Nut Ink. Mini reviews of texts old and new. No fuss. No plot spoilers. No adverts. Occasional competency.

Wednesday, April 9, 2014

The Legend of Zelda: A Link to the Past (2005)

Author: Akira Himekawa | Illustrator: Akira Himekawa | Page Count: 184

Somewhere under heaven is the Golden Power…”

All the LoZ mangas can be classed as action/adventure tales but ALTTP* is more traditional than the rest.  Its simplicity reminds me of the classic fantasy movies of the late 80s.  Ironically, that’s also its weakest aspect.  It’s too familiar.

It’s not all bad, though.  The emotional content is increased to compensate for the lack of originality.  From the very beginning, ALTTP grips the reader's sympathies more aggressively than any of the preceding books.  It weighs the immensity of the task ahead against the weight in the hero’s heart.  The hero is (of course) Link; he’s kind, gentle, noble and selfless.  His quest is threefold: save the princess, uncover his own origins and protect the innocent by conquering evil.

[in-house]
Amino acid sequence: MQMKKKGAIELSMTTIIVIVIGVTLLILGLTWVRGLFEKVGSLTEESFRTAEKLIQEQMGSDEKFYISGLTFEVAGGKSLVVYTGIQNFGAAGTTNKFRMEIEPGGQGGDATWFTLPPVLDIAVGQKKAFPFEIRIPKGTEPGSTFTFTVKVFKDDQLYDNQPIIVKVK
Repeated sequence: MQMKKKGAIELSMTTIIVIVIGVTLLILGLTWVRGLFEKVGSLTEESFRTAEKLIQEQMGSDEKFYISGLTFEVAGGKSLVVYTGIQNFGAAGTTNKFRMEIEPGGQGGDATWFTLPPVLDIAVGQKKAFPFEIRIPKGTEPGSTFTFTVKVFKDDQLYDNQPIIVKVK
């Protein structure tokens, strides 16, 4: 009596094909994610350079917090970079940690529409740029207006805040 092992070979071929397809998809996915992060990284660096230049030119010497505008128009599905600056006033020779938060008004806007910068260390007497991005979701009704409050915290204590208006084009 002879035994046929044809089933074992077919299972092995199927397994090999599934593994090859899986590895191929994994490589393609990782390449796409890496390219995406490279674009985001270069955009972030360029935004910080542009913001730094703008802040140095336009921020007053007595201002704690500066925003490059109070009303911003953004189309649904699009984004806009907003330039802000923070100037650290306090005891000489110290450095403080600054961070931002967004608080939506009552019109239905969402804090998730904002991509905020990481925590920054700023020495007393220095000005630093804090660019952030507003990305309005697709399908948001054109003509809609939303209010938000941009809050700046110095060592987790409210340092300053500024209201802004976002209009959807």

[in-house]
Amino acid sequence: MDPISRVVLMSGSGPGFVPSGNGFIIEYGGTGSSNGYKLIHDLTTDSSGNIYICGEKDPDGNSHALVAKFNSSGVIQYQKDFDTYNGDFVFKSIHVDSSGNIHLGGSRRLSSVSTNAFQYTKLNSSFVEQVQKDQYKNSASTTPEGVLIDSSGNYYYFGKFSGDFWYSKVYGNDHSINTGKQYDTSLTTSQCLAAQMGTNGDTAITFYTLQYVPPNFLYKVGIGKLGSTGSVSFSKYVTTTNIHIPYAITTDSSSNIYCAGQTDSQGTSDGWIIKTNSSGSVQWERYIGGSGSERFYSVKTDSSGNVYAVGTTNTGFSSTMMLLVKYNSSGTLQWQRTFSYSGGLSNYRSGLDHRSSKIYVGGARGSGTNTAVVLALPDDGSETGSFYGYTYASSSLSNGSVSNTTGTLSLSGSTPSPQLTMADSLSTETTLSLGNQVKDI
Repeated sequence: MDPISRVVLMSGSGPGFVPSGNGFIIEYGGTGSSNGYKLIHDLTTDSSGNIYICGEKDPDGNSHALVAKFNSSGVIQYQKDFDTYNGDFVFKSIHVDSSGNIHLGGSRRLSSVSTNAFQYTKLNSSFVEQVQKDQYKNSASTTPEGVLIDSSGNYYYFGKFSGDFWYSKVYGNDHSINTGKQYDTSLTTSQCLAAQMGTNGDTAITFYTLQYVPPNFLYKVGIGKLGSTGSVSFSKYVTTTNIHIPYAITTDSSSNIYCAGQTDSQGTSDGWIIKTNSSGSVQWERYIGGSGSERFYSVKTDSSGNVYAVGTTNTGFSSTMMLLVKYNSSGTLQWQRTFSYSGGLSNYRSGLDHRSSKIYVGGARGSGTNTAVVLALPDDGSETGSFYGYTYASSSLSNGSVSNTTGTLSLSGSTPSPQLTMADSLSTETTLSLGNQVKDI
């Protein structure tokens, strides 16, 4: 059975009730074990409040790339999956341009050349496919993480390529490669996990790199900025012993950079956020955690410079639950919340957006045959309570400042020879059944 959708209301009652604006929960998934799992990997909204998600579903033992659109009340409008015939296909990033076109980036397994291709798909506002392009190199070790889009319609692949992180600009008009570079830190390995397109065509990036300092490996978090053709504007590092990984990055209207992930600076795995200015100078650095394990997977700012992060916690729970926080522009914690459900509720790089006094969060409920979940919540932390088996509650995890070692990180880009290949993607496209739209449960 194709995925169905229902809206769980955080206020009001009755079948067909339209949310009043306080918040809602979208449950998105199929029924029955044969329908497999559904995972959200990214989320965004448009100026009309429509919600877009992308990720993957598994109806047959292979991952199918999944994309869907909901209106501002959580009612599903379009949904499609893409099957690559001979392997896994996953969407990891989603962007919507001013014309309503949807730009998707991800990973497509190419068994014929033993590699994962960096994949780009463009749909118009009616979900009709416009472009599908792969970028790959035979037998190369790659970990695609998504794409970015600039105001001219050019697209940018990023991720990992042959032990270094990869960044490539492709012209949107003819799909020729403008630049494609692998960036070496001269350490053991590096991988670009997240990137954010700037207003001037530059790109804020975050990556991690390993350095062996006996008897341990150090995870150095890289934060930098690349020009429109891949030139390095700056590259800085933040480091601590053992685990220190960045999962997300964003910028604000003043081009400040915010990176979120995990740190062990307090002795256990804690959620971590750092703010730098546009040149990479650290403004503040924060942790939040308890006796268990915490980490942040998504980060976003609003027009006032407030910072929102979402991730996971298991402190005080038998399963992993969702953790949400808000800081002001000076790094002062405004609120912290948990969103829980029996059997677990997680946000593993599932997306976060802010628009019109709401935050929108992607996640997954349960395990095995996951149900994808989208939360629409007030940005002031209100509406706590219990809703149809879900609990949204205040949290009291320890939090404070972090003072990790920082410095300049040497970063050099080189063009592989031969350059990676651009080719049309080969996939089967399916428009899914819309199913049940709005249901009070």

Akira Himekawa created an original character to accompany Link on his quest.  It might sound heretical to people that hold ALTTP in high regard but it works beautifully; the relationship between them helps detract from the all-too-familiar nature of the story.  They share common ground but have different motivations.   The praise for Himekawa doesn't end there.  Her artwork gives life to the adventure more successfully than the simplistic dialogue; even during a quest montage!  She's an artist that makes contrasts work in her favour.

Ultimately, if the sensitivity of the protagonists and newly created concerns that drive them hadn't been to the fore as much as they are, the book would've struggled to rise above its failings in other areas.

3 revitalising apples out of 5

*You can read a review of the SNES game on our sister site, Nut Load.

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